Inevitable Mulligatawny Soup (with Homemade Curry Powder)

Lunch plus a quart to freeze.

We had curried chicken on rice and inevitably, mulligatawny soup followed. Well, perhaps not inevitably: had we eaten every morsel of the curried chicken, then there would be no soup, but that was not the case. I had leftovers and extra cooked rice.

“Milagu thanni” is Tamil for “pepper water.” Many Asian Indian recipes migrated into the Anglo diet during the British Empire, their names Anglicized like chutney, ketchup, and kedgeree, and mulligatawny show up in the 1700s and 1800s, mostly based on chicken with curry added to give it a peppery snap.

I made my curry using a whole chicken cut up, which I doused liberally in curry powder and baked in the oven. Then I removed the cooked meat from the bones and made a sauce with the juices in the pan, essentially curried gravy. I made a broth out of the bones and curried chicken skin, degreasing it for the sauce and soup. There was celery, onions, and a cut-up apple involved, and when it was done, I served it over a scoop of rice in the soup bowl. In fact, I made enough soup that I had plenty for supper and lunch and still had a quart more to freeze, ready-made for a future fast meal. I do that a lot, and I’ll bet quite of few of you, do, too, when you are making chili, or spaghetti sauce, or any kind of soup. Make twice as much and give yourself an instant supper later.

There was not a large supply of curry powder in the house, and I used up every bit. Fortunately, curry powder is a mixture of spices that you can make from scratch and tailor to your taste, and I made up a small batch to augment the mix I had on hand. Chances are very good that you already have ground ginger, cumin, black pepper, red pepper flakes or cayenne in your supply. If you make pickles, you probably have whole mustard seed. The other spices you need are ground coriander seed, ground cardamom, turmeric, and, optionally, fennel. I buy my spices and herbs from a bulk supply at the Coop in Belfast, though there are lots of other places where you can do that, too. I acquire only what I need, so my spice supply doesn’t sit around fading like the rose.

I am exceedingly fond of cardamom, cumin, and coriander, so I tend to load up on those in my curries. I go easy on turmeric, which gives curry its distinctive color, and prefer red pepper flakes over cayenne. You can tweak the formula below to suit your taste.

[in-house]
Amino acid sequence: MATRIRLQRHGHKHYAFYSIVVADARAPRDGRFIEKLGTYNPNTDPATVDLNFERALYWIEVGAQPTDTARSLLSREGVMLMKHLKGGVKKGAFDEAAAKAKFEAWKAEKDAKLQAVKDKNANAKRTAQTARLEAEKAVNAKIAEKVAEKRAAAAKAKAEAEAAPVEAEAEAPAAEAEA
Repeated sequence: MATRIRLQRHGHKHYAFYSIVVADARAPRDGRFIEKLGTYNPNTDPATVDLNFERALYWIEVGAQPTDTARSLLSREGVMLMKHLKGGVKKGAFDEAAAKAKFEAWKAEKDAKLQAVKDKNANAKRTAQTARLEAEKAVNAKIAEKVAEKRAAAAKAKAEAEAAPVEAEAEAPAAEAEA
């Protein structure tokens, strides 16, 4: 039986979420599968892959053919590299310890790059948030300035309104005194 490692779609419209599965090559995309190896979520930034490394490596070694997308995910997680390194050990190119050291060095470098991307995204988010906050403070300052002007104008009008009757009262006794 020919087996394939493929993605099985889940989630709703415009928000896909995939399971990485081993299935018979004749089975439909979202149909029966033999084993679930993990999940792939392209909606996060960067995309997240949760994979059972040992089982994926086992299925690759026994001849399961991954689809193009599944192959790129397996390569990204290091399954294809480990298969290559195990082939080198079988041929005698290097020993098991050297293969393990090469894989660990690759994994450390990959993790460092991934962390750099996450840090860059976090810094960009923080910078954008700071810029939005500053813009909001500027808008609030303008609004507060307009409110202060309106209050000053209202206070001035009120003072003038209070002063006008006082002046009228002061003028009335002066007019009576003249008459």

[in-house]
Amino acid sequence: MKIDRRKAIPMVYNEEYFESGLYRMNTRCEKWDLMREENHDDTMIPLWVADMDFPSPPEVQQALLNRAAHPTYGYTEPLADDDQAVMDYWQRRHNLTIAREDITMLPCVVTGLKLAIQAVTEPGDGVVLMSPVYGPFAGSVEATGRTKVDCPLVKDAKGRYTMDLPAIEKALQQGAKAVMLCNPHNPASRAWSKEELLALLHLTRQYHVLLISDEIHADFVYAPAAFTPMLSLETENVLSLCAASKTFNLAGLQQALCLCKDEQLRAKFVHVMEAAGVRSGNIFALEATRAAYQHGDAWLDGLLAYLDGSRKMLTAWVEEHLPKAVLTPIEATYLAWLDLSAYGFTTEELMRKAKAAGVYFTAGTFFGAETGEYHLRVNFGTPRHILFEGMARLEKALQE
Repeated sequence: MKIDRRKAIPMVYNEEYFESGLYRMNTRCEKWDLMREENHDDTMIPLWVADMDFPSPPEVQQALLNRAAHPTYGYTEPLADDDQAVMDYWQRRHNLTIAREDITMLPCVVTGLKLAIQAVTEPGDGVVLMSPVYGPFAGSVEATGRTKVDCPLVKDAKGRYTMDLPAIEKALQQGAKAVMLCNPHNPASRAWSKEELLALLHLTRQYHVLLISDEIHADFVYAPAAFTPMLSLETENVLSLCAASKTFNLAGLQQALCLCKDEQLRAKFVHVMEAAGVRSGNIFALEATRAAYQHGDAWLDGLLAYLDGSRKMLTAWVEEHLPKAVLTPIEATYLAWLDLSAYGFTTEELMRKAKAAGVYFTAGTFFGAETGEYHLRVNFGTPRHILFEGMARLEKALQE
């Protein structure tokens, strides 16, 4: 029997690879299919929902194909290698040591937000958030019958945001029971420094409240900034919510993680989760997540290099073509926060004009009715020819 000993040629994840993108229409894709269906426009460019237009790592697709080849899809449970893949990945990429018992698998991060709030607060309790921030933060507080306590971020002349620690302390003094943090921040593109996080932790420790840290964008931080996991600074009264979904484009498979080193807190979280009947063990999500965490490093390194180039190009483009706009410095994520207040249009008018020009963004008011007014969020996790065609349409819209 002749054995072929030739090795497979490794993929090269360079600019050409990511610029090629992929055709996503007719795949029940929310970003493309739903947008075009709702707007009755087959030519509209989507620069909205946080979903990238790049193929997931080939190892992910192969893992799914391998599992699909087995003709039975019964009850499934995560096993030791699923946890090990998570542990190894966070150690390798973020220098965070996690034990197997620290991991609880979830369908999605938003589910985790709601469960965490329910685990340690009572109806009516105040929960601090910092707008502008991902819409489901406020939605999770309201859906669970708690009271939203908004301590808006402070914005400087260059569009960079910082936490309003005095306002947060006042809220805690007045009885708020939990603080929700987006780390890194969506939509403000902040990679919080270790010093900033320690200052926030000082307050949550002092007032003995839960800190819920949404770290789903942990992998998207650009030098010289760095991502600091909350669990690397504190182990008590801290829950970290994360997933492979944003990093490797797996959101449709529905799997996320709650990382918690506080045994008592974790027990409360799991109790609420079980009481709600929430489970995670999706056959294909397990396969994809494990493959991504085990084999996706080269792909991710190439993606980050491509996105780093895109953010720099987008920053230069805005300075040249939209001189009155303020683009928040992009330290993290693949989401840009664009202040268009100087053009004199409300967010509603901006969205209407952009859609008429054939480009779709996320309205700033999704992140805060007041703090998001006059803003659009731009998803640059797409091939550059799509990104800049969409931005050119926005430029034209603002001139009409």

Ideally, any whole seeds ought to be toasted before you grind them. I am a bit lax on that front, though I do toast the mustard seeds, and add them whole.

Making mulligatawny soup is no big deal, and you don’t need a recipe for it. Sauté a couple of ribs of chopped celery and chopped onion in a bit of oil until it is tender, add chicken broth, leftover curried chicken, or cooked chicken and curry powder to taste. Chop up an apple and chuck that in, too. Serve on cooked rice.

Curry Powder Mix

1 tablespoon ground cardamom

2 tablespoons ground cumin

2 tablespoons ground coriander

2 teaspoons turmeric

1 teaspoon ground ginger

1 teaspoon mustard seeds

½ teaspoon red pepper flakes or cayenne to taste

½ teaspoon ground black pepper or to taste

1 teaspoon ground fennel seed, optional

Put in a bowl and mix thoroughly or put into a jar and shake until combined.

Makes about 7 tablespoons of curry powder

 

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About Sandy Oliver

Sandy Oliver Sandy is a freelance food writer with the column Taste Buds appearing weekly since 2006 in the Bangor Daily News, and regular columns in Maine Boats, Homes, and Harbors magazine and The Working Waterfront. Besides freelance food writing, she is a pioneering food historian beginning her work in 1971 at Mystic Seaport Museum, where she developed a fireplace cooking program in an 1830s house. After moving to Maine in 1988, Sandy wrote, Saltwater Foodways: New Englanders and Their Foods at Sea and Ashore in the 19th Century published in 1995. She is the author of The Food of Colonial and Federal America published in fall of 2005, and Giving Thanks: Thanksgiving History and Recipes from Pilgrims to Pumpkin Pie which she co-authored with Kathleen Curtin. She often speaks to historical organizations and food professional groups around the country, organizes historical dinners, and conducts classes and workshops in food history and in sustainable gardening and cooking. Sandy lives on Islesboro, an island in Penobscot where she gardens, preserves, cooks and teaches sustainable lifeways.